Transporeon CEO Stephan Sieber recently joined Maria Villablanca, co-founder and CEO of the Future Insights Network, on her Transform Talks podcast to talk about the art of keeping things simple, how to leverage platform innovations to overcome supply chain challenges, and what the future holds for supply chain and transport.
Keep reading to get a summary of this dynamic duo's interesting chat or click here to listen to the podcast it in full.
Maria Villablanca: Transporeon’s headquarters are located in the city of Ulm, in the south of Germany, which is the famous birthplace of Albert Einstein, who once said “Everything should be made as simple as possible, but not simpler.” So, when you think about the work that you're doing at Transporeon, how true would you say that is?
Stephan Sieber: I think it's very true. I normally say things need to be simple, but not simplistic, right? I think it's a key task of leaders, not only CEOs but any leader, to sort of boil down complex stuff into simpler and more understandable concepts. That's the only way to focus and keep the dynamics in an ever more volatile, interdependent, connected world.
Maria Villablanca: I want to talk about the idea of a platform of innovations to overcome some of the challenges supply chains have been facing for the last few years. The biggest thing that people tell me is that they're stuck with how to operationalise innovation, transformation, and overcoming crisis and complexity. So, could you maybe talk to us a little bit about what it means for you and your company? What valuable lessons have you learned?
I truly believe that nobody is able to manage all of these crises in parallel without adequate support and technology — which needs to be available at marginal cost at any point in time at any place in the world to help us to manage complexity a lot better than most of us do today.
Stephan Sieber: Good question. We've gone through four challenging but also very exciting and successful years, which always makes things easier. We've doubled the size of the company mainly through organic growth. On top of that, we've done seven acquisitions, which mainly brought additional capabilities to the platform and added new talent, new thoughts and new creativity to the company. And then, you know, over those years, we've sort of slipped into what I call a “poly-crisis”. It's a conjuncture of several interconnected areas in crisis: supply chain, energy, geopolitical, economic, financial and climate. And I truly believe that nobody is able to manage all of these crises in parallel without adequate support and technology — which needs to be available at marginal cost at any point in time at any place in the world to help us to manage complexity a lot better than most of us do today.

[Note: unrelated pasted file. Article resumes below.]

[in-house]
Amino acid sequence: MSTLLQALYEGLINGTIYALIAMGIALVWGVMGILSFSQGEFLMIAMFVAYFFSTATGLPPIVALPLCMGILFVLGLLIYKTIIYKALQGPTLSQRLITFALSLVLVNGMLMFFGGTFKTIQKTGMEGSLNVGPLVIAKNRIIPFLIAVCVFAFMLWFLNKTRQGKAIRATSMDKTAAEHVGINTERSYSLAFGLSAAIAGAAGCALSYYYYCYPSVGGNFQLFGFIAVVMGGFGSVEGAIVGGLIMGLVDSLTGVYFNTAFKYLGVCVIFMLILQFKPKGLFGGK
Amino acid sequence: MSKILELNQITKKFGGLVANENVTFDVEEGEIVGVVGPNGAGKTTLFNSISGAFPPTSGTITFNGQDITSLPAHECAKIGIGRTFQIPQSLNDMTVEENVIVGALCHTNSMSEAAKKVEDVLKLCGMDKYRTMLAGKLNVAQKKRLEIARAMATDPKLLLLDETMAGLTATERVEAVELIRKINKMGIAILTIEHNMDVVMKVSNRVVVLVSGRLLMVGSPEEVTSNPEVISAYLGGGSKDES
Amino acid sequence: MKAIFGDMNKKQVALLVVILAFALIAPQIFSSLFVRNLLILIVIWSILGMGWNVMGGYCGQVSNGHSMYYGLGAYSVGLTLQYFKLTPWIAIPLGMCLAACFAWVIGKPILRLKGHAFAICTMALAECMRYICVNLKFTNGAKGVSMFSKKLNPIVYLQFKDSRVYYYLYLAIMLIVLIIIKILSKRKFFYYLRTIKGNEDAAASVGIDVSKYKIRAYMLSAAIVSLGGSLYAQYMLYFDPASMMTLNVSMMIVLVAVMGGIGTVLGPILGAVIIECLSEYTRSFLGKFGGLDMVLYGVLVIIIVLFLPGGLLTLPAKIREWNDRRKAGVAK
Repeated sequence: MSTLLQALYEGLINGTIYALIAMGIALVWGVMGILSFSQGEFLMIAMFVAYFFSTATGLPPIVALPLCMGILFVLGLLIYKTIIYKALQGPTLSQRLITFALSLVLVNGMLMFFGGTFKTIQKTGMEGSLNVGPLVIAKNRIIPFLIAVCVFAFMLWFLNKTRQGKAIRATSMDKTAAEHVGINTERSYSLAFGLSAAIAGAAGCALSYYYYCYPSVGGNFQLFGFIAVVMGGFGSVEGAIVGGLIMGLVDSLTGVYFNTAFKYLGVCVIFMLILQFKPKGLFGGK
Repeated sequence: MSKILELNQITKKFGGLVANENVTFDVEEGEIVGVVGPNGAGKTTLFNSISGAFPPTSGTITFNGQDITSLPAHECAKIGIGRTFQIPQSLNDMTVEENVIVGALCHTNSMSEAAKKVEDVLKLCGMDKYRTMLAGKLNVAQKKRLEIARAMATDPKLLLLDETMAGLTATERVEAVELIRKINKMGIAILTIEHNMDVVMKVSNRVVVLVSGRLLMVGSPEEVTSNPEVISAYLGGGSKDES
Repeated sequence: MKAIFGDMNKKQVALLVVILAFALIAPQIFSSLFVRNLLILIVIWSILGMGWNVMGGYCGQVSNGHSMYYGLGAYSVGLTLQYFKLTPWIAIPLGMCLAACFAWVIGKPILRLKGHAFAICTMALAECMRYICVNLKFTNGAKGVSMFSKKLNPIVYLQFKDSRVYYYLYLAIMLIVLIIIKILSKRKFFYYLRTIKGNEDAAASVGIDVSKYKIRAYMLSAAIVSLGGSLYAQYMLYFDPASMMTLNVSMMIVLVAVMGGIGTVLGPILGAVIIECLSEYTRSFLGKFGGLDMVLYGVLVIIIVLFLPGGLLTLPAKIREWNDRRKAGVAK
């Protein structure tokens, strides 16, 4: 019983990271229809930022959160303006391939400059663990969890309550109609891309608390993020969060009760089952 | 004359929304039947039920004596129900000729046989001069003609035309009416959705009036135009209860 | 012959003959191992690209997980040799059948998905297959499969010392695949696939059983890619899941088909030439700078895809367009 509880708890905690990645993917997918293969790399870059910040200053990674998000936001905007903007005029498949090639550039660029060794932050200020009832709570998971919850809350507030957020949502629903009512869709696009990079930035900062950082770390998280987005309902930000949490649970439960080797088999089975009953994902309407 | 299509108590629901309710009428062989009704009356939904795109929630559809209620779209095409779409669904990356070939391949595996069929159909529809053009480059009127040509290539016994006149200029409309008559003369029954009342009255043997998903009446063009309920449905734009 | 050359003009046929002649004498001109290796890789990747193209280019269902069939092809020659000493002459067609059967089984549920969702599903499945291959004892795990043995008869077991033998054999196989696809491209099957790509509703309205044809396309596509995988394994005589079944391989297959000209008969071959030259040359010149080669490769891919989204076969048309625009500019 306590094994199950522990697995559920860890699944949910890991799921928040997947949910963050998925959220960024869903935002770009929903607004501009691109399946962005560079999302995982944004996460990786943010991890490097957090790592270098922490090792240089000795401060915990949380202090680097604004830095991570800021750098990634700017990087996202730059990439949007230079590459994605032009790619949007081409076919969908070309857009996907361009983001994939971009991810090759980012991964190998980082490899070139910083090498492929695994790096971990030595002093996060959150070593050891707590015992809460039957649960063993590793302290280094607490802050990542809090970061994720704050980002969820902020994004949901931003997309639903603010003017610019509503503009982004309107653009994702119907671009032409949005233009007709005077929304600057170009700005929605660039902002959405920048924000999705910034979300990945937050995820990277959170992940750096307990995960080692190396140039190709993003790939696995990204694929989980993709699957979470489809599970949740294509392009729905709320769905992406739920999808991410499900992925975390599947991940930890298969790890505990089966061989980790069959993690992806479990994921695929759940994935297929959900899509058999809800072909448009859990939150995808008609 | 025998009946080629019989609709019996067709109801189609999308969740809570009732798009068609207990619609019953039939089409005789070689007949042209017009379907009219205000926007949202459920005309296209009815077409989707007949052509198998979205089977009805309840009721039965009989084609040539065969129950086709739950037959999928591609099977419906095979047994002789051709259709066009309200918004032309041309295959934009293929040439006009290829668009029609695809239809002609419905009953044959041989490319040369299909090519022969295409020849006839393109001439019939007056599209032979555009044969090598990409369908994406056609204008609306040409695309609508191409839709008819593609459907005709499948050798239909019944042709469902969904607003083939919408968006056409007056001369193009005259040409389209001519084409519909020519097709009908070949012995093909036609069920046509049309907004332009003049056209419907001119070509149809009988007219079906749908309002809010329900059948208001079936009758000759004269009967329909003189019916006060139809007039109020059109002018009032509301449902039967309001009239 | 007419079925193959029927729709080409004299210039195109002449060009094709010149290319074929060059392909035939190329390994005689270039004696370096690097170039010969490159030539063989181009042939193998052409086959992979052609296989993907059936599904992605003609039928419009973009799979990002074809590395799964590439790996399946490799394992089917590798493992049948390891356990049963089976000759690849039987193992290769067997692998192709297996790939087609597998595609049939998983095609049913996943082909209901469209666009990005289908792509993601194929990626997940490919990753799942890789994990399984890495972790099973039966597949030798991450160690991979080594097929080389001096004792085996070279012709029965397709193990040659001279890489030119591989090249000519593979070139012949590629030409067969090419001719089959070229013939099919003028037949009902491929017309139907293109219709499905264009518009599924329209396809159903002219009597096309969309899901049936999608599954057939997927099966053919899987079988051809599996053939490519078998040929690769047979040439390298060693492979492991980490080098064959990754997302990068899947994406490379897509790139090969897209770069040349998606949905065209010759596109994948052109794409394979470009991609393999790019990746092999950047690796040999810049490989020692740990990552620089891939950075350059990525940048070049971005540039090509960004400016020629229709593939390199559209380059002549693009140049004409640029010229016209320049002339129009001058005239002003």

Maria Villablanca: We've had relative stability for the last seven years, except for maybe localised crisis. And now we do have a “poly-crisis” or what I call a “cocktail of crises” – this is, like you say, economic issues, supply issues, demand issues, energy issues, war. So, you're right, digitisation plus talent are probably going to be the things that get us out. Now, I'm curious about the common pitfalls that many companies fall for when attempting to leverage platform innovations to overcome supply chain challenges. And you're in a really lucky position because you work with so many different types of companies (shippers, forwarders, carriers, retailers). I'd be interested to hear your perspective on that.
Stephan Sieber: Absolutely. First of all, in my opinion, one of the absolute key attributes of a platform is that it's not implemented to the benefit of one single party, it's implemented to the benefit of a network. And in our case, we solve the freight problems where they actually occur, in between companies, and not inside a single company. Now, that requires all the parties to some extent to collaborate, which is tough because you need to align the interests. So, you know, one pitfall that we see is that customers tend to try to make projects too big. And here at Transporeon, we actually try to cut it down, focus primarily on the problem we need to solve and get it sorted out. Once the customer cashes in the benefits of their investment, then we'll think about the next steps. So, we cut it in small pieces, do one thing at a time, and understand that a platform has four major functions. It's an accumulation of tools and services with a set of rules and standards that empower a network, a community. And within this network, everybody will enjoy lower transaction costs in both matchmaking and process execution. Now, I think that rules and standards are critical, we need to agree on a certain taxonomy and a certain way of doing business with each other. Otherwise, we will never be able to exploit those network effects. And everybody wants a platform, but hardly anybody is willing to really go that step and say I am committed to being part of that. So that's a bit our role as the orchestrator, as the operator of a platform we created.